Post Options Post Options   Quote Rupert Quote  Post ReplyReply Direct Link To This Post Posted: 04 Jan 22 at 9:13am
GRF, bung a spring balance in the trapeze system, go sailing, take photos and prove everyone wrong. Simple.
Firefly 2324, Puffin 229, Minisail 3446 Mirror 70686
Back to Top
JimC View Drop Down
Really should get out more
Really should get out more
Avatar

Joined: 17 May 04
Location: United Kingdom
Online Status: Offline
Posts: 6582
Post Options Post Options   Quote JimC Quote  Post ReplyReply Direct Link To This Post Posted: 03 Jan 22 at 9:37pm
The position of the hook/trapeze wire makes no difference to righting moment, but it makes all the difference in the world to the loads on the gear, the ability of the sailor to move in tune with the boat and the effect on the mast bend. So the intuition that its crucial is correct, but the reasoning as to why is wrong.

This is all rather allied to the lee bow effect discussion, where what IGrf called a lee bow effect was generally a real thing, but it was most definitely not the fallacious lee bow effect that used to be touted in some books.

Its an internet lesson really, before two people are to have any chance of agreeing on an answer they both need to have exactly the same understanding of the question. Something that has been proved in the last year or so by the US physics professor who made a complete fool of himself by claiming the "Downwind faster than the true wind" phenomenon cannot work.
Back to Top
Sam.Spoons View Drop Down
Really should get out more
Really should get out more


Joined: 07 Mar 12
Location: Manchester UK
Online Status: Offline
Posts: 3325
Post Options Post Options   Quote Sam.Spoons Quote  Post ReplyReply Direct Link To This Post Posted: 03 Jan 22 at 9:32pm
Originally posted by iGRF

Lots of interesting stuff thanks all for contributing.
Now where I was before SWMBO dragged me screaming from the keyboard, was the following conclusion which is:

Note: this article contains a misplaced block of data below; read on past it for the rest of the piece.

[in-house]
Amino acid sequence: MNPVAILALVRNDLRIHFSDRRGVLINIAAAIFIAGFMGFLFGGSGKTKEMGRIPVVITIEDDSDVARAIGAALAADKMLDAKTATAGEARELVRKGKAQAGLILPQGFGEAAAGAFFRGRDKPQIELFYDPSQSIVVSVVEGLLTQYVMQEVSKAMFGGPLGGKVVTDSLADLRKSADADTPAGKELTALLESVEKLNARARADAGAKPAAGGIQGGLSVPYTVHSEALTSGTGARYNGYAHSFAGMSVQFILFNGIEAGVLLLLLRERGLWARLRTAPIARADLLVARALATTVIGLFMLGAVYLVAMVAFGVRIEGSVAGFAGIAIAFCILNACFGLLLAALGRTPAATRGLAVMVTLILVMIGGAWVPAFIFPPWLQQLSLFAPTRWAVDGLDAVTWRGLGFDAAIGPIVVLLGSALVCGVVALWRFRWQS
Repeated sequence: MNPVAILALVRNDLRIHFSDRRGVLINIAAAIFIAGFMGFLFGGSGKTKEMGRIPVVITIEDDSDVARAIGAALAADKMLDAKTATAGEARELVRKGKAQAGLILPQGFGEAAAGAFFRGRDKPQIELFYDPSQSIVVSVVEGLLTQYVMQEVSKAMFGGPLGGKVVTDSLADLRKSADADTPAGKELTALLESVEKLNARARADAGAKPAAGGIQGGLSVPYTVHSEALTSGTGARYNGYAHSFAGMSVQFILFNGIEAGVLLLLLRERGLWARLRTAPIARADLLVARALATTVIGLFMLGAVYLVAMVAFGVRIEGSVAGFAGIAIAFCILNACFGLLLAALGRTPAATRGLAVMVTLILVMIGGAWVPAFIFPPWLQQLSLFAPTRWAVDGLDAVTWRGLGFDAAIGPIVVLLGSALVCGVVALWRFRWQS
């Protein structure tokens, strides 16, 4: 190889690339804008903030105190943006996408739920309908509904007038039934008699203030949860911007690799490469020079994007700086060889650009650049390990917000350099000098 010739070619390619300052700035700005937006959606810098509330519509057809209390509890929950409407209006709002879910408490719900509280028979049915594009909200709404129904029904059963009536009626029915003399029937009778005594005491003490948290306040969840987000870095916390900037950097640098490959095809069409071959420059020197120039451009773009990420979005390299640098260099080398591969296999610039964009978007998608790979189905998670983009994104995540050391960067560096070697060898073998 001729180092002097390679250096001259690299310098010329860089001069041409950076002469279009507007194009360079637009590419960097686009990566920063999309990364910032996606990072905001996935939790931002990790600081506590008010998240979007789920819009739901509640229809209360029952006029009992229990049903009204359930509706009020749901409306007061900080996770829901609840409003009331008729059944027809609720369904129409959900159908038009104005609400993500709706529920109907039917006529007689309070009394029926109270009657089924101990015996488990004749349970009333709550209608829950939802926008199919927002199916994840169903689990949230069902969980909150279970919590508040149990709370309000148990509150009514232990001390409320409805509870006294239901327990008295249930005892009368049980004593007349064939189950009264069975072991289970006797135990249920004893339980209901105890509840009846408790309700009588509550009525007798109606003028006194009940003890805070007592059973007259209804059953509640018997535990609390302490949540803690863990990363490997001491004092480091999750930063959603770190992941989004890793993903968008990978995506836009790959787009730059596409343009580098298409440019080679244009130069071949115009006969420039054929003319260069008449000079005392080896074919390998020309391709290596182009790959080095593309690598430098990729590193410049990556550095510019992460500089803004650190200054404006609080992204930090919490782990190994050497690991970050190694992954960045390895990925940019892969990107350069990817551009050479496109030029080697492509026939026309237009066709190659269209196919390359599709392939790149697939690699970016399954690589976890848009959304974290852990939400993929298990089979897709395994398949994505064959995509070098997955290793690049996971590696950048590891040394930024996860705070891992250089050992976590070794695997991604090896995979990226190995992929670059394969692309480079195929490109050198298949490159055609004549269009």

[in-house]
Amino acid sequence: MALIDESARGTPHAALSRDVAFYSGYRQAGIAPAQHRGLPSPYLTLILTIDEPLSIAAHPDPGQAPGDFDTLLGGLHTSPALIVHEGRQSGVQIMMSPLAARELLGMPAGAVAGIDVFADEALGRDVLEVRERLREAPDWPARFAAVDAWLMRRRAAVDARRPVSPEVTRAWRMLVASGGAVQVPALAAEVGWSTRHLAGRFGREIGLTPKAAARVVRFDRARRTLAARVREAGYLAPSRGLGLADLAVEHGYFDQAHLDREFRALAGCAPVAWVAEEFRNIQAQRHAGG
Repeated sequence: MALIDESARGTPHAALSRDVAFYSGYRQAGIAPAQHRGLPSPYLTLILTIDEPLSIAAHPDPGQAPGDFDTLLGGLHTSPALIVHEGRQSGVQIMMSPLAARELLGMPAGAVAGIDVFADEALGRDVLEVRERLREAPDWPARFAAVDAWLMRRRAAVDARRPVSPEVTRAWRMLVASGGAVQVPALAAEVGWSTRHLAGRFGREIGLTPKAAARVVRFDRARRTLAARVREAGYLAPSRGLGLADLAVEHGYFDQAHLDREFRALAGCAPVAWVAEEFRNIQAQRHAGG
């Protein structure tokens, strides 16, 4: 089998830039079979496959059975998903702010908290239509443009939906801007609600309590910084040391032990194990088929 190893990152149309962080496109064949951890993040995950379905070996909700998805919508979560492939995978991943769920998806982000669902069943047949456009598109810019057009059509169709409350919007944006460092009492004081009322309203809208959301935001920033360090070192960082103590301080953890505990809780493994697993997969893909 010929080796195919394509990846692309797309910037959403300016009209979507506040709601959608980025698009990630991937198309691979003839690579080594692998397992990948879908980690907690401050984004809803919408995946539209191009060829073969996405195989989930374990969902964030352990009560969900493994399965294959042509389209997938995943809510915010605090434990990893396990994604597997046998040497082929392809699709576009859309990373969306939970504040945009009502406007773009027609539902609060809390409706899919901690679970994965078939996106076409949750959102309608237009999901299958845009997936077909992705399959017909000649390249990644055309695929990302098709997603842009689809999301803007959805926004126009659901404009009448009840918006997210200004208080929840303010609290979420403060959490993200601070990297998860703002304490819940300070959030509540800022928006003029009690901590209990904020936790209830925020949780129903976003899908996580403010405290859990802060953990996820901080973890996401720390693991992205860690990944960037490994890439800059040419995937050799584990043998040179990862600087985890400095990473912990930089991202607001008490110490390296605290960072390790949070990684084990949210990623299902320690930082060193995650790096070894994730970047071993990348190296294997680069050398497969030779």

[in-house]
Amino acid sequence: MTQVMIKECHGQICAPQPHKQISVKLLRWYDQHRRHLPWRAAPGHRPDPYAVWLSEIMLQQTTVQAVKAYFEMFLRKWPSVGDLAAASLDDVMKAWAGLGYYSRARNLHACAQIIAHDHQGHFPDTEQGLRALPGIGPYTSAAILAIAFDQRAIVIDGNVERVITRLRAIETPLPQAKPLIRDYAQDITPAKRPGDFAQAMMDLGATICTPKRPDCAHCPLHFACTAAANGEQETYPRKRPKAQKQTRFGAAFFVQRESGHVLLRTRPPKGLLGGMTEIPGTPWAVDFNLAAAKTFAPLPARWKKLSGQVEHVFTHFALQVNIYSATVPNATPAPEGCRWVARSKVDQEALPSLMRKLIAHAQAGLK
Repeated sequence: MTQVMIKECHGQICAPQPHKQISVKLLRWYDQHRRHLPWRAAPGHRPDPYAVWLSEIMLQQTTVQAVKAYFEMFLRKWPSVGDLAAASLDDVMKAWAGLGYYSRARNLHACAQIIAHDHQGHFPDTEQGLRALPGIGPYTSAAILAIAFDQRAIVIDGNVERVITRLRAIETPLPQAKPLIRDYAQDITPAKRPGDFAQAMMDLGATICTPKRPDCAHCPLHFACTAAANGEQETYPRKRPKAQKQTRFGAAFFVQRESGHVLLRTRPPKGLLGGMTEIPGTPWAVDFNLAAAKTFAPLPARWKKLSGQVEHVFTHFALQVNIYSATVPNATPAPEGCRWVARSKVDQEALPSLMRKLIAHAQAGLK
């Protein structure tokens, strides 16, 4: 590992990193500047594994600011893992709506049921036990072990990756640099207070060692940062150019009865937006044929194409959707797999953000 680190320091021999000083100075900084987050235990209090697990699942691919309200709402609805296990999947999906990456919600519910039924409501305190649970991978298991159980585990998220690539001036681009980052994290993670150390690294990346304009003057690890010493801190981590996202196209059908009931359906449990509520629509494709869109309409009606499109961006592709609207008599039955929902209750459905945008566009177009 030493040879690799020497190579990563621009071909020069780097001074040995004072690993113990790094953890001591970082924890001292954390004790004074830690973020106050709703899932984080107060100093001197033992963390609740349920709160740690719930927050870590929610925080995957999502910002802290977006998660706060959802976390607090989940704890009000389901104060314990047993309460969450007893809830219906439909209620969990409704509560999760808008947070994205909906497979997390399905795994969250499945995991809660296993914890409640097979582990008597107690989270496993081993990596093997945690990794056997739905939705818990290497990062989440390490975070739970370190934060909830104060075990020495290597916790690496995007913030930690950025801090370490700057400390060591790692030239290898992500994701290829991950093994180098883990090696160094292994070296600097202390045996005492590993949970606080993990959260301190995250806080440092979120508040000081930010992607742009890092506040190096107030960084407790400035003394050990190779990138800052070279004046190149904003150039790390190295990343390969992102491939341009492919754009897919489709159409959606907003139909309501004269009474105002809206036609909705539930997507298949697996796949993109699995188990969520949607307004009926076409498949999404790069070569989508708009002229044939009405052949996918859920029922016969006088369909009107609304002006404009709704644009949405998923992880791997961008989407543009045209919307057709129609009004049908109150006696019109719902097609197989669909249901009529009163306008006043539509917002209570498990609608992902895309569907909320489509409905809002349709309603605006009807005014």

If my current hook position, is below my CoG, then a clear advantage should be gained by moving it above.
If not then it's obviously back to the platform shoes to push us all further out.

I do still dispute the magic replacement of a rack to the exact same position on a wire simply because I still believe in the weight transferance to mast via the wire is relevant, but at this stage I'm unable to prove why.

One question to Mozzy, re "Increasing the height of the hook puts more weight on feet and less on the wire. " do you think this might be because you guys in 800s are already a way out there on the racks? I'm contemplating flatwiring in the not to distant future and probably earlier than most so need to maximise what little weight and height I have available.
It is however true though, one of the issues we used to have in the early days of kitesurfing in controlling our descent from big jumps if our hooks were too low which they used to have to be in the days before depower in order to maximise pressure on the rails to control the kite, it is wny these days so many waist harnesses with high hooks now feature. Higher hook gives better control in the air if the support comes from above the CoG.with more weight below landings are easier to control.

As to my theory of out board weight from a wire rather than through a rack and the hull I shall have to research harder or build that bloody model to find out for certain.